Digital Lending Is Making a HUGE Difference

We talk a lot about how digital lending can and is improving the mortgage space. How do we know that? It’s not just theory. Digital lending is literally reshaping the world. For example,  Omidyar Network, the impact investing firm established by Pierre Omidyar, the founder of eBay, and BCG released a study showing that digital lending to micro, small, and medium enterprises (MSMEs) in India has the potential to disrupt the status quo in financial services, offering a meaningful market opportunity for both innovative startups as well as traditional lenders.

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“Credit Disrupted: Digital MSME Lending in India” highlights that digital lending to MSMEs is projected to increase between 10 and 15 times by 2023, to between 6 and 7 Lakh Crore ($80-100 billion) in annual disbursements. Combined with a largely level playing field in India, without dominant incumbents, a range of entrants and business models can be successful in tapping that market.

“Digital lending has the potential to propel the productivity of India’s MSMEs to global leadership,” said Roopa Kudva, partner and managing director, India at Omidyar Network. “As of 2018, most of the credit demand for $600 billion is being met through informal sources. And therefore, the report indicates that India stands on the cusp of a watershed moment and can serve as a case study for other nations to elevate the role of MSMEs in the economy.”

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India’s 60 million MSMEs–broadly defined as businesses with annual revenue up to INR 250 Cr (approximately $35 million)–make an enormous contribution both to India’s employment and its gross domestic product (GDP). Yet, they do so at levels far below that of other large nations, lagging 10 percentage points behind the US and 23 points behind China in GDP contribution. The primary reason for this gap is that these businesses often lack access to formal credit sources, which forces nearly 40 percent of Indian MSMEs to borrow from informal sources and pay interest rates that average 2.5 times higher than rates charged by the formal sector.

“Credit Disrupted” estimates that this scenario is set to change rapidly. While not all types of MSMEs are potential digital lending customers, more than 40 percent of them are more receptive to digital lending, thanks to three major shifts in the country.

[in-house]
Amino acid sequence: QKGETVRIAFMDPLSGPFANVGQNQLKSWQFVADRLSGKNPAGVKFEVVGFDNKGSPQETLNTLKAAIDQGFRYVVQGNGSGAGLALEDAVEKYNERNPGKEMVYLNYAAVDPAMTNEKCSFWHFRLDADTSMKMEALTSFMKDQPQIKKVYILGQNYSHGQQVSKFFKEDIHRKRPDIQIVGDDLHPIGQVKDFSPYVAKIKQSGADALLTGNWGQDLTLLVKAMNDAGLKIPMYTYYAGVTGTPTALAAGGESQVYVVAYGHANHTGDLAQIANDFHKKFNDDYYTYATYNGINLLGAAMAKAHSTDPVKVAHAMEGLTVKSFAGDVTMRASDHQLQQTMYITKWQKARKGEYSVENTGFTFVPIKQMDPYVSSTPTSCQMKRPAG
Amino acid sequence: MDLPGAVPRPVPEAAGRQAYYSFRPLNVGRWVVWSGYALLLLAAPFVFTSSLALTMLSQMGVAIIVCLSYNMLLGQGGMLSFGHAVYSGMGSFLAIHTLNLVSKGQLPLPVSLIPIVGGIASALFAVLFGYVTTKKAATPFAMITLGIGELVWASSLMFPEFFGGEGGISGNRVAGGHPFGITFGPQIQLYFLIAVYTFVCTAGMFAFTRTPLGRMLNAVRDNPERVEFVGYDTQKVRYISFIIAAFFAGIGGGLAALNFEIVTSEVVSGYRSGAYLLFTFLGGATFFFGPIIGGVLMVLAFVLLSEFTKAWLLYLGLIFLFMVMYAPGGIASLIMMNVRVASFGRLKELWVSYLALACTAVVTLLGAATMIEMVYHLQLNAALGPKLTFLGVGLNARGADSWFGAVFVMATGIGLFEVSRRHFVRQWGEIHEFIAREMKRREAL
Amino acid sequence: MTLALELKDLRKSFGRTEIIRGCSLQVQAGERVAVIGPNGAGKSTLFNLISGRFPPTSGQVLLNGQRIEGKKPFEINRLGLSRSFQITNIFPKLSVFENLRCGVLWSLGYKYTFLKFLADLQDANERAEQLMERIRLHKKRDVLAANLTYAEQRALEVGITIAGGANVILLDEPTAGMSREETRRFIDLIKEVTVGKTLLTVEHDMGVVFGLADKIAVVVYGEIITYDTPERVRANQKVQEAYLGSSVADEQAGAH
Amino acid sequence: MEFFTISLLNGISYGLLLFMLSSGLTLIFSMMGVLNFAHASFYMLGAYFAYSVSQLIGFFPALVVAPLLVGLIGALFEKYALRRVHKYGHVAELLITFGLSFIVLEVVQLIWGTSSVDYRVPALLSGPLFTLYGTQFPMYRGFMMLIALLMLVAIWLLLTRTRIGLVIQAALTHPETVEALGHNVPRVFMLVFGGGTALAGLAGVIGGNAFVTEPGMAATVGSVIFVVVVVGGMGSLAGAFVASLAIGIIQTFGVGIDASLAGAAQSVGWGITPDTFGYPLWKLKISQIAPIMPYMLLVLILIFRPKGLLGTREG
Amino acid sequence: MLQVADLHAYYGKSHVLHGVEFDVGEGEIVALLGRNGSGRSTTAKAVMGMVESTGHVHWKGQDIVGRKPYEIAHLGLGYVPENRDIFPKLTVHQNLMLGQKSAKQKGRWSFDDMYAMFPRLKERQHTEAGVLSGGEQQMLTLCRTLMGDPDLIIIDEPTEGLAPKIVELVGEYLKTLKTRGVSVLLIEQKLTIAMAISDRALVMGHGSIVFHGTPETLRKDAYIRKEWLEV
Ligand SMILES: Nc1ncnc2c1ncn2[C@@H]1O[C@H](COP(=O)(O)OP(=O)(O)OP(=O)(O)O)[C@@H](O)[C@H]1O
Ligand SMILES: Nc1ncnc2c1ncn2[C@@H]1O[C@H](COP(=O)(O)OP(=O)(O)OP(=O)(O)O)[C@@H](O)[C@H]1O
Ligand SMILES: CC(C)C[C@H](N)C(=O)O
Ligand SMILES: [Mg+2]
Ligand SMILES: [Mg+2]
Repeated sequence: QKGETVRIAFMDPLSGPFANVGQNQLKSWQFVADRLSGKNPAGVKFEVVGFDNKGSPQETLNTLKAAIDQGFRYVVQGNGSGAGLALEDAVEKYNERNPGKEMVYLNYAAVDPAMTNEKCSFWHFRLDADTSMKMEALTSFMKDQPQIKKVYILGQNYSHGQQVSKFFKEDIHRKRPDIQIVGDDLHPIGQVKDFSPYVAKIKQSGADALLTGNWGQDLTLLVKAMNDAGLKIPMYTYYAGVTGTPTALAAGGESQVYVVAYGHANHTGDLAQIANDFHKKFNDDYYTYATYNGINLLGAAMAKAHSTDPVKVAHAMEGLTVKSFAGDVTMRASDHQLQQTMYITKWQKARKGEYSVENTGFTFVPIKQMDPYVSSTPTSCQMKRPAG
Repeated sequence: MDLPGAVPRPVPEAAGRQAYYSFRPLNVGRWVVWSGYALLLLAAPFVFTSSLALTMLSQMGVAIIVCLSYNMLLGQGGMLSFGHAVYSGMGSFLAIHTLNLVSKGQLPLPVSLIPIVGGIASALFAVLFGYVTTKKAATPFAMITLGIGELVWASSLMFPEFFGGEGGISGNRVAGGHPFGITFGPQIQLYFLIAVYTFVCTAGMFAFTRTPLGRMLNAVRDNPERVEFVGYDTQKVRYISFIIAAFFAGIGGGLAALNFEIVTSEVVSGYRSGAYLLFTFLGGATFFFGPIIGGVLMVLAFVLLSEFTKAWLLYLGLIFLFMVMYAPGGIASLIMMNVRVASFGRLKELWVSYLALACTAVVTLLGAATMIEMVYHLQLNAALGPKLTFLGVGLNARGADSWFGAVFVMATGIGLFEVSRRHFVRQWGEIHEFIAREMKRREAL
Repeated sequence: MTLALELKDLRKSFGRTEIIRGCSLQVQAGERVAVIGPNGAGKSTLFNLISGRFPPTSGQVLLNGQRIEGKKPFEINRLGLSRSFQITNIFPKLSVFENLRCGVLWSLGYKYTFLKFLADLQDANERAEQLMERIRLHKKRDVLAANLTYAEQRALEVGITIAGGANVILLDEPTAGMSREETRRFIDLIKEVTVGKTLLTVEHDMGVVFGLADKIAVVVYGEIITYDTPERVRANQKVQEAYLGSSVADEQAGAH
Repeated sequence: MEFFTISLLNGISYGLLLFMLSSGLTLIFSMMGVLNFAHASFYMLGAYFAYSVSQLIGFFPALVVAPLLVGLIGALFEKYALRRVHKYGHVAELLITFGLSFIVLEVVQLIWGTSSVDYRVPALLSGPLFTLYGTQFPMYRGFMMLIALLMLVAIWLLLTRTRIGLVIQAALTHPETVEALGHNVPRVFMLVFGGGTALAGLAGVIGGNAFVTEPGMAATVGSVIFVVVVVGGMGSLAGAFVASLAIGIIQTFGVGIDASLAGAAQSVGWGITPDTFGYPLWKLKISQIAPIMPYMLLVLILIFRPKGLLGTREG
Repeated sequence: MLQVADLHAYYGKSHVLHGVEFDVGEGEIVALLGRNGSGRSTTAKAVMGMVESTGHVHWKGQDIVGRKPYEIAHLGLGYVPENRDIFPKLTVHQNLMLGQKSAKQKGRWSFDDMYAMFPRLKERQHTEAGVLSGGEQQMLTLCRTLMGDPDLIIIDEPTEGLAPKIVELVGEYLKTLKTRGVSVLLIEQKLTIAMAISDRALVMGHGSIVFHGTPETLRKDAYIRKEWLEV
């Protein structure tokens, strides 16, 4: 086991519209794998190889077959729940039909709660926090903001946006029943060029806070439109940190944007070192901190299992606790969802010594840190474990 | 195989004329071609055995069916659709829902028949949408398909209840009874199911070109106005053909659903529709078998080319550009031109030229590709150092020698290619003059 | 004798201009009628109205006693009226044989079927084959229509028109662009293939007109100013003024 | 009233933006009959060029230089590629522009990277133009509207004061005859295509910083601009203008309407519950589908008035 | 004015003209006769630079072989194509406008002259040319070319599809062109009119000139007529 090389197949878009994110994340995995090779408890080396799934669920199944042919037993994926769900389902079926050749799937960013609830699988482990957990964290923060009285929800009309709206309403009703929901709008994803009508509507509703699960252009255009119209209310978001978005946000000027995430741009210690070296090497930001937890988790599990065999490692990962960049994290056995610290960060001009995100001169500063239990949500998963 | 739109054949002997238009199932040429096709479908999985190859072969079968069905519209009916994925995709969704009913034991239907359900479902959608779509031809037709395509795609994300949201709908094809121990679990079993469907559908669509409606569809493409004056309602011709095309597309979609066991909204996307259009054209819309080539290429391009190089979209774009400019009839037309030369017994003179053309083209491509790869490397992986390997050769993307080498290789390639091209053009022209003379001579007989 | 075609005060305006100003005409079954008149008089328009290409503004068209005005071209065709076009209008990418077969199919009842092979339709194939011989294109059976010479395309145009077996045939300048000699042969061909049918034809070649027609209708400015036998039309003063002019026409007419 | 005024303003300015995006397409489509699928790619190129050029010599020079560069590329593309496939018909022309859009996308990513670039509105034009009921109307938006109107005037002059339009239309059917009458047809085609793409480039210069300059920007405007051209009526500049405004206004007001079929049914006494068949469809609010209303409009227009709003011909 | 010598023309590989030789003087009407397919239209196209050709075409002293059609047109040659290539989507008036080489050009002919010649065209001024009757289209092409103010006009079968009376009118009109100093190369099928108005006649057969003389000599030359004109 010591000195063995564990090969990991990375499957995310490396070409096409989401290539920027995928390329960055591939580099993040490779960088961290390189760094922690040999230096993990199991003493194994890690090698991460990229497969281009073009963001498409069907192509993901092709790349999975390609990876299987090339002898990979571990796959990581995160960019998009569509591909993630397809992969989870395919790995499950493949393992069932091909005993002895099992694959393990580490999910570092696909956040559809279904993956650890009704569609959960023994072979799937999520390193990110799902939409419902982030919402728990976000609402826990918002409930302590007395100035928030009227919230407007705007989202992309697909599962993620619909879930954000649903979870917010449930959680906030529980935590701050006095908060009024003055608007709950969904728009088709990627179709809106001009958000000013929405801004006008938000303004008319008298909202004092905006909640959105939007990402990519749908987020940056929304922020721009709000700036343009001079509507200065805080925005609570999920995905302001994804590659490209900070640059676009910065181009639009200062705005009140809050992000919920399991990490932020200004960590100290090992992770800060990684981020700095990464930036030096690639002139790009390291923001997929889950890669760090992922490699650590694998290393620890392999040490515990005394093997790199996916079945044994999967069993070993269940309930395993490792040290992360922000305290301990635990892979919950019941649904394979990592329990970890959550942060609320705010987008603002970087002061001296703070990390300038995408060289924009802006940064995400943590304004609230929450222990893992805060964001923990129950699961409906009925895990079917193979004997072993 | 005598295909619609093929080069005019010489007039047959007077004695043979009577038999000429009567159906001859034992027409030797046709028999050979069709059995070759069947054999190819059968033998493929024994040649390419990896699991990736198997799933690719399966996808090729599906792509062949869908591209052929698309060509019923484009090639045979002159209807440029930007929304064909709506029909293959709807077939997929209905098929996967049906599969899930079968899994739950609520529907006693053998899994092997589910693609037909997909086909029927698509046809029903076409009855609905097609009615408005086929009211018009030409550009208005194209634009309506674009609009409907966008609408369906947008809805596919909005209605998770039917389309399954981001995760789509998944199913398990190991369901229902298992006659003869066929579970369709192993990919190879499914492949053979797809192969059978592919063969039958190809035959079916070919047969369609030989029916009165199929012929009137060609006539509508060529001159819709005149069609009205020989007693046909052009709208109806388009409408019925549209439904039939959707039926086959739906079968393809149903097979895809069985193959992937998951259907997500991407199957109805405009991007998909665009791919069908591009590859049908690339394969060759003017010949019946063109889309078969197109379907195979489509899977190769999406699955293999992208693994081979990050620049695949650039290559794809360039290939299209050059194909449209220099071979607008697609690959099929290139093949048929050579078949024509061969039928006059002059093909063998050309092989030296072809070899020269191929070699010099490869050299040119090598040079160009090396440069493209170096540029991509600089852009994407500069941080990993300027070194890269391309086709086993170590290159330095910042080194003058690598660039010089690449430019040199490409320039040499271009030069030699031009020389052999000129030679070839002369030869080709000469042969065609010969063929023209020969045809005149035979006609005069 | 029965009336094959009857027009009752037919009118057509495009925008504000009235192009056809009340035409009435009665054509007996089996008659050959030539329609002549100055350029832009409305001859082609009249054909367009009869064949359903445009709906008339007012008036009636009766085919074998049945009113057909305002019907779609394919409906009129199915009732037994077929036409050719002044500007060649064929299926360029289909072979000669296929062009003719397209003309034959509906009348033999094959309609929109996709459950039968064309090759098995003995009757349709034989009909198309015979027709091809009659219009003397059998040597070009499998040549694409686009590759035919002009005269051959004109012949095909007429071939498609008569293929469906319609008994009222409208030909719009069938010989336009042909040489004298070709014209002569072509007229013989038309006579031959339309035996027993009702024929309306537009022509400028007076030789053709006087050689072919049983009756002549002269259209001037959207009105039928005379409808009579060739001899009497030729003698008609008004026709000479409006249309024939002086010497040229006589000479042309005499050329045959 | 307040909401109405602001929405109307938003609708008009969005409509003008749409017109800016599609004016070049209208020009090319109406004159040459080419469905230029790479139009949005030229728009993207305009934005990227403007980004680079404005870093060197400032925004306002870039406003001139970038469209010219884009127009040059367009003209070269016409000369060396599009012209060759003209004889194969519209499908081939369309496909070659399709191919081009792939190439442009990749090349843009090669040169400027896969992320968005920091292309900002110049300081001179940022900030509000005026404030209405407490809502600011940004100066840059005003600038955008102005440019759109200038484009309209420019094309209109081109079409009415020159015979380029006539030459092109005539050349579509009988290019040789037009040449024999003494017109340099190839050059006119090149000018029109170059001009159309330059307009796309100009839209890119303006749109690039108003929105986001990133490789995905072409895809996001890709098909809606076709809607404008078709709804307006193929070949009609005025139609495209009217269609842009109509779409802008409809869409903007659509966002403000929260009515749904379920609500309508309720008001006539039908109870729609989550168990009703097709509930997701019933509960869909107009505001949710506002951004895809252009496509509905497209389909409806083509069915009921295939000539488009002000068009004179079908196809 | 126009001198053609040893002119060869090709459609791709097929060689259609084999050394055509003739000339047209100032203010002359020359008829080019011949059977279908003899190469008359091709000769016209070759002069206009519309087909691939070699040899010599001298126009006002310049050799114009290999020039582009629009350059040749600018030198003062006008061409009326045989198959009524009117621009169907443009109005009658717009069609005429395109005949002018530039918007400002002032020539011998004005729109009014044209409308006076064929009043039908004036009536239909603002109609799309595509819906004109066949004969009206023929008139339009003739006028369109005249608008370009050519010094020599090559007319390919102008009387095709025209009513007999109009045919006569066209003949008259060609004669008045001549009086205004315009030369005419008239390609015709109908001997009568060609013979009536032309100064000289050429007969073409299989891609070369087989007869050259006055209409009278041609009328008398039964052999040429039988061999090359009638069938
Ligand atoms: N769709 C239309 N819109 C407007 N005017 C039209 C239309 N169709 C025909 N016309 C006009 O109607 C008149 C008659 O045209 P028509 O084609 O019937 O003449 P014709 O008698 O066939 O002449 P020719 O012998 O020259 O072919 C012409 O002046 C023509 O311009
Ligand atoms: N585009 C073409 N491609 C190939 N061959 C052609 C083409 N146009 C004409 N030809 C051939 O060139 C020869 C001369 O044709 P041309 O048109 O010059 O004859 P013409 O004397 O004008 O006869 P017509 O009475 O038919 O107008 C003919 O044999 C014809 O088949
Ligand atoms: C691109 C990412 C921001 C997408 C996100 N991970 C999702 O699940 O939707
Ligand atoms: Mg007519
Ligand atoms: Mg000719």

First, government policies since 2016, including the Unified Payments Interface (UPI) launch and the 2017 Goods and Services Tax (GST), all have led significant numbers of MSMEs to formalize and digitize their businesses. Second, increased market competition since 2015 has led to a dramatic reduction in mobile data cost, driving significantly increased MSME connectivity. Finally, the maturing India Stack, along with API-based data availability, now allows for end-to-end digital MSME lending with loan approval times as short as one day.

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“With almost 60 percent of MSMEs borrowing informally today, MSME lending is set for disruption with massive growth in formalization and digitization,” said Saurabh Tripathi, senior partner and director and Asia-Pacific leader, Financial Institutions Practice at BCG. “Easier and cheaper credit through digital lending has the potential to trigger a virtuous cycle for formalization: up to 85 percent of MSMEs could be formal by 2023.”

As MSMEs connect and generate digital data, a majority indicate they are comfortable sharing data digitally; over 60 percent expect to have significant digital payment streams in the next three years. This digital data stream provides lenders with critical information they can use to make appropriate underwriting decisions.

“This report shows several factors coming into alignment to make digital lending a financial tool of choice by millions of Indian MSMEs,” said Anuradha Ramachandran, investments director at Omidyar Network. “All it will take is for lenders, whether they are FinTech entrepreneurs or established players, to find the right business models to meet the market needs.”

The report identifies a number of such business models. Platform partnerships between digital lenders and platform-based businesses, such as e-commerce enterprises, online aggregators, and payment providers, can help digital lenders acquire MSMEs transacting business on the platform, as well as provide better underwriting data, and at times, facilitate repayments.

Another option is supply-chain partnerships between digital lenders and supply-chain aggregators, such as auto parts manufacturing, which can also help with customer acquisition, provide cash flow data for underwriting, and facilitate loan repayments. Direct-digital models, using lender digital assets to acquire customers, is a third option that leverages India’s consent-based public digital infrastructure to access customer data for underwriting.

In addition to lenders working to meet MSME needs, the government can continue to support this transformation by moving toward a seamless tax data-consent process, enabling online access to collateral records, and revamping government loan-financing programs.

More information can be found in the report at